What You Need to Know: Using Azure Databricks with Azure Data Lake Store

Arthur Wang   •   09.26.2019

Introduced in 2017, Azure Databricks provides a powerful platform for operating big data pipelines. If you’ve invested in a data lake built on Azure Data Lake Store (ADLS) Gen1 or Gen2, Azure Databricks is the solution of choice for processing that data. It combines the power of Apache Spark with a friendly polyglot notebook interface, Git integration, and managed clusters. In addition, it natively supports Azure AD and storage.

Unlike some other Azure offerings such as Logic Apps, Azure Databricks is code-based. This reflects Spark’s primary user base: data engineers and data scientists. Being code-based enables incredible flexibility; however, it also comes with the risk of generating tech debt, especially as the platform continues to add features.

Are you implementing Azure Databricks on top of Azure Data Lake Store? Here are some best practices collected from our experience.

Parameterize notebooks as much as possible

Parameters are crucial for maximizing abstraction and encapsulation. They enable you to write less code to do more. Databricks notebooks can take in parameters using widgets. These parameters allow you to drive a data pipeline using common patterns. In addition, you can pass in parameter values from Azure Data Factory.

Some examples of use cases include:

  • Creating a single set of notebooks for all facts in a dimensional model, passing in each fact’s grain and measures as parameters
  • Using a single set of notebooks to load development, test, and production environments
  • Switching between incremental and full extracts for large data sources

Use Azure Key Vault-backed secrets for credentials

When using Azure Databricks, you’ll need to authenticate to external data sources. When working in a private notebook, you might do this by hard-coding a service principal’s credentials into a cell in the notebook. In production, however, you’ll want to authenticate securely, without exposing credential information.

Databricks offers secrets, which allow you to manage sensitive/secure information. Additionally, Azure Databricks allows you to use secrets stored in an Azure Key Vault. This means that if you’re already using an Azure Key Vault to store sensitive information, you can use that same resource for credentials that Azure Databricks needs in order to access external data sources.

For more information, see https://docs.azuredatabricks.net/user-guide/secrets/index.html.

Take advantage of file partitioning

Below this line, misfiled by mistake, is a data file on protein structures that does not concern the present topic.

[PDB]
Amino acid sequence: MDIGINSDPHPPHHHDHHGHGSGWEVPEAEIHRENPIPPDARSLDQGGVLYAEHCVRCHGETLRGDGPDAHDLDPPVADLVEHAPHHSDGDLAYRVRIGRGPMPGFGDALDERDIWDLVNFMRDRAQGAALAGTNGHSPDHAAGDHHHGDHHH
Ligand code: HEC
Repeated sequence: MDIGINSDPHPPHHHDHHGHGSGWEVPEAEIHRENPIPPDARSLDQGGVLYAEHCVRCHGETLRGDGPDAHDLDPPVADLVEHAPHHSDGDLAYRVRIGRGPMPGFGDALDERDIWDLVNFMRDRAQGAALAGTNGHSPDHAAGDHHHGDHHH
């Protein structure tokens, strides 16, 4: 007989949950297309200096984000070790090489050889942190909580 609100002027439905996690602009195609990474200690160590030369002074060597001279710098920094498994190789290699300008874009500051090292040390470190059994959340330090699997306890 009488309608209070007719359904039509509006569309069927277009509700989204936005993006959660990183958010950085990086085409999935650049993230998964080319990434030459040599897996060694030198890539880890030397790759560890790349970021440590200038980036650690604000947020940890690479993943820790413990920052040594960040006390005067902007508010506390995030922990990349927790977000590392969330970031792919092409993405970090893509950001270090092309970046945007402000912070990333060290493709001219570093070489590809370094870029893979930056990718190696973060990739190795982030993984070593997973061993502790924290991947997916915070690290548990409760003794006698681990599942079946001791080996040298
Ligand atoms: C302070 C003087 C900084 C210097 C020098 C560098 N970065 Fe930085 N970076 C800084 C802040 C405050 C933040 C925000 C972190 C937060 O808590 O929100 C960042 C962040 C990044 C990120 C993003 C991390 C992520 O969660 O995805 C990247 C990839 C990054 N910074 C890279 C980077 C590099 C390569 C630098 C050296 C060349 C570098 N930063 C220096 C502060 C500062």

Partitioning is a key strategy for storing big data. A common method is partition files by date. If your more extensive data sets are partitioned appropriately, take advantage of this fact to optimize your processing.

For example, you can keep a file or table that tracks watermarks indicating the most recent date extracted from the data lake. Using this watermark, you can eliminate unnecessary reads, which reduces your costs and decreases your pipeline’s run time.

Default to direct access for Azure storage

The two main ways to access files and folders in ADLS are direct access and mounting. Mounting adds a pointer to the specified directory in DBFS.

To limit unnecessary exposure of files and folders in the data lake, use direct access as the default mode of access from Azure Databricks.

Only create a mount point if:

  • You want all users in the workspace to have access to the mounted container or directory (this is an unavoidable consequence of mounting)
  • You need to call filesystem methods on the directory that are not exposed through dbutils.fs

Some examples of use cases for mounting a data lake directory include:

  • Making it convenient to access a shared log directory with many subdirectories by mounting it at the beginning of an ETL pipeline
  • Generating non-partitioned files from Azure Databricks and writing to disk (e.g. creating a single JSON document)

Use the shared folder in your workspace

When a user creates a new notebook, it’s placed in their personal folder by default. Not everyone is aware that a “Shared” folder exists as well. Use this folder for:

  • Code that will operate in production, such as notebooks that are part of your ETL pipeline
  • Collaborative notebooks

Deliberately moving a notebook into the Shared folder makes it clear that the notebook is not simply a personal experiment.


Databricks is a powerful platform that adds collaborative workspaces and managed compute resources to Apache Spark. Azure Databricks adds integration with Azure security and storage on top of that. However, power and flexibility come with a certain degree of risk – especially the risk of tech debt.

In this post, I described five best practices when using Azure Databricks with Azure Data Lake Store as a data source:

  • Parameterize notebooks as much as possible
  • Use Azure Key Vault-backed secrets for credentials
  • Take advantage of file partitioning
  • Default to direct access for Azure storage
  • Use the shared folder in your workspace

These are recommendations that can help ensure that your Azure Databricks project translates well to a production solution. If you’d like help implementing a significant data pipeline with Azure Databricks, please reach out: arthur.wang@talavant.com

Arthur Wang


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